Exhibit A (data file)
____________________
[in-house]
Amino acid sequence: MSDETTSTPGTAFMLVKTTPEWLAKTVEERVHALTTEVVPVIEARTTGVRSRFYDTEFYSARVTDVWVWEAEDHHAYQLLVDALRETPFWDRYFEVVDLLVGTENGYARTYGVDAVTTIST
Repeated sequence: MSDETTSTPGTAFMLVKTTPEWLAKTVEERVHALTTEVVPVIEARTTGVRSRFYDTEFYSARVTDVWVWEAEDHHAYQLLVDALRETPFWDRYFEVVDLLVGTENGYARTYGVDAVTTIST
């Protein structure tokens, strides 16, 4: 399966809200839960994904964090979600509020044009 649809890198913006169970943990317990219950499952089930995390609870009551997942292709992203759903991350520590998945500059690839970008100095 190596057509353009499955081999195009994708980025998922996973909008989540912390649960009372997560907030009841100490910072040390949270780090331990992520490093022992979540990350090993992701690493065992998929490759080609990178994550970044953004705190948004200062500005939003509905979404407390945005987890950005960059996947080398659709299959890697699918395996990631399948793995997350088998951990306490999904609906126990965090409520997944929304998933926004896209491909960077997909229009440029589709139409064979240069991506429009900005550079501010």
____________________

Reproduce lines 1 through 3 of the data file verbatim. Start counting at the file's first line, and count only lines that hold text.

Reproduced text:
[in-house]
Amino acid sequence: MSDETTSTPGTAFMLVKTTPEWLAKTVEERVHALTTEVVPVIEARTTGVRSRFYDTEFYSARVTDVWVWEAEDHHAYQLLVDALRETPFWDRYFEVVDLLVGTENGYARTYGVDAVTTIST
Repeated sequence: MSDETTSTPGTAFMLVKTTPEWLAKTVEERVHALTTEVVPVIEARTTGVRSRFYDTEFYSARVTDVWVWEAEDHHAYQLLVDALRETPFWDRYFEVVDLLVGTENGYARTYGVDAVTTIST